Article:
The main idea is to control the inflation rate.
The main disadvantage of traditional fiat currencies, which are controlled by central banks, is that the banks can print as much currency as they want. If they print too much of it, the laws of supply and demand ensure that the value of the currency will start to fall rapidly.
In contrast, bitcoin is designed to mimic a commodity such as gold. There is only a finite amount of gold in the world, and as each gram is mined, it becomes more and more difficult to extract the remaining gold.
Because of this limited supply, different types of precious metals have retained their value as an international medium of exchange and store of value for more than 6,000 years. Bitcoins are expected to have the same effect.
When to expect the next Bitcoin halving?
It is easy to calculate the timing of the next bitcoin halving. Given the fact that the time needed for calculating each block is 10 minutes, the next bitcoin halving event should occur around February of 2024.
In case you want to keep the hand on the pulse, some websites show the countdown to the next halving.
Nevertheless, some members of the Bitcoin community have found that, on average, a new block has been generated every 9 minutes and 20 seconds since the beginning of Bitcoin, rather than every 10 minutes as previously assumed.
It is 7% quicker than the estimated time of 10 minutes.
How do Bitcoin halvings events affect the price of the cryptocurrency?
Every time before bitcoin halving occurred, traders, investors, and miners feverishly search all the news coverage relating to cryptocurrencies trying to guess price movements this event will cause. To cut it short, nobody knows.
In 2016, one week after the halving occurred, the exchange rate of bitcoin against the US dollar had changed little. At the time of the halving, bitcoins were trading at around USD 650, and a week later, they were trading at around USD 675, so no significant price movements have occurred.
In addition, on 28 November 2012, when the 210,000 blocks were resolved, the first Bitcoin halving occurred. At that time, the price was $13.42, and halving the price did not seem to have a significant impact. In fact, shortly afterward, Bitcoin’s price jumped to USD 230. Many people refer to this as the Cyprus bailout.
However, there are two arguments: either the price increases or nothing changes.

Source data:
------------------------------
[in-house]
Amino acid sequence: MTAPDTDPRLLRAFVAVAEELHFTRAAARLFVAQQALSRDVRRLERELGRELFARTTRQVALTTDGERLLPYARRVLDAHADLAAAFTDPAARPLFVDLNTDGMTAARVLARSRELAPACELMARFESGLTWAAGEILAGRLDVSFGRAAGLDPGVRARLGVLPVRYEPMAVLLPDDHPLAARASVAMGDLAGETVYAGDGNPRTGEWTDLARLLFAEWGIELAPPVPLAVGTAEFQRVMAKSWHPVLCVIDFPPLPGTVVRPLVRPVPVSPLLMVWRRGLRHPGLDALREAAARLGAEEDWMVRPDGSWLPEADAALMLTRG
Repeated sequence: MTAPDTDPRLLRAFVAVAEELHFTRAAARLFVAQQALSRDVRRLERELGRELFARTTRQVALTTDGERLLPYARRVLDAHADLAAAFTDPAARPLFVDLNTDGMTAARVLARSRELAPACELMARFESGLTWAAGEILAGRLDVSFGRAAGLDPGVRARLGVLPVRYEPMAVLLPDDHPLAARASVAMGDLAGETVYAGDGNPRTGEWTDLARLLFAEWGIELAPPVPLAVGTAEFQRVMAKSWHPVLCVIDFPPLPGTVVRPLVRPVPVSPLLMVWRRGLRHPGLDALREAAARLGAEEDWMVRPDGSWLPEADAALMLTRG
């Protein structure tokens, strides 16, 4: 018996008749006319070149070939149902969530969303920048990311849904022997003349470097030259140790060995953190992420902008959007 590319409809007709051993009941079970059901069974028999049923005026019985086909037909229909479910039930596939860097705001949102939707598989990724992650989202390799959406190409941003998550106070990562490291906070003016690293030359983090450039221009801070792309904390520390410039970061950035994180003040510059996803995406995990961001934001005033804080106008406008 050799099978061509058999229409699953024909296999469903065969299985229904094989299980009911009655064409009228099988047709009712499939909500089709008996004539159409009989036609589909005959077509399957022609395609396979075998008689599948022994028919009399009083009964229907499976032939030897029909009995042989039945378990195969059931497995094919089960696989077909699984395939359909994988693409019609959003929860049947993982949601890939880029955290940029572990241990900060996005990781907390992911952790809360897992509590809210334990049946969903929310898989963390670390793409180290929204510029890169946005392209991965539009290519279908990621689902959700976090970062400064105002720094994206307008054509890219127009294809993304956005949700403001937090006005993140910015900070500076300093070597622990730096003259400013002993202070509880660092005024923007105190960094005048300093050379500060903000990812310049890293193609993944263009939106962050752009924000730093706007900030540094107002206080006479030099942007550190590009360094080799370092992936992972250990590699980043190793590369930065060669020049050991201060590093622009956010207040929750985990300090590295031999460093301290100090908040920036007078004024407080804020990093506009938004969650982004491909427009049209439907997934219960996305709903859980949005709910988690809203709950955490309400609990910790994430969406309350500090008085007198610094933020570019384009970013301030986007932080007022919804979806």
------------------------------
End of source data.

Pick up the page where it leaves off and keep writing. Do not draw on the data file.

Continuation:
Some argue that the market is well aware of the bitcoin halving, so it will come as no surprise and will not lead to significant changes in Bitcoin’s price.
Other people argue that the shortage of Bitcoin supply will certainly push the price up as the interest for new bitcoins increases. However, no one seems to think that halving the price will in any way reduce Bitcoin’s price.
What will happen after Bitcoin’s latest halving?
The year when the last Bitcoin halving is expected is 2140, after which the mining rewards for blocks will no longer be provided in bitcoin. After the last halving, miners will be incentivized by network user fees to continue processing transactions on the bitcoin blockchain network.
Bitcoin is designed to be valuable. Special rules have been established to make it valuable and avoid inflation.
There will only be a limited number of Bitcoins (21 million), and the inflation rate is low due to slowing down distribution and halving block rewards.
I hope this has helped you to better understand what halving is and why it is an important feature of the price of the bitcoin.
Perhaps you still have questions or comments. If so, please leave them in the comments section below.
In what year will the last bitcoin be mined?
According to the mathematics of Bitcoin halving, the final number of bitcoins in 2140 will be approximately 21 million (more precisely, 20999999999999999999,9769). However, any predictions might fail due to the high level of volatility of all things crypto and other reasons.
Will Bitcoin mining ever end?
No. As long as Bitcoin exists, mining will be necessary. Once all the bitcoins have been mined, miners will continue to be compensated by transaction fees.
How many bitcoins are mined per day?
The numbers are inevitably growing. On average, 144 blocks are mined per day (24 hours per day * 60 minutes per hour / 10 minutes per block), which means an average of 1,800 bitcoins per day.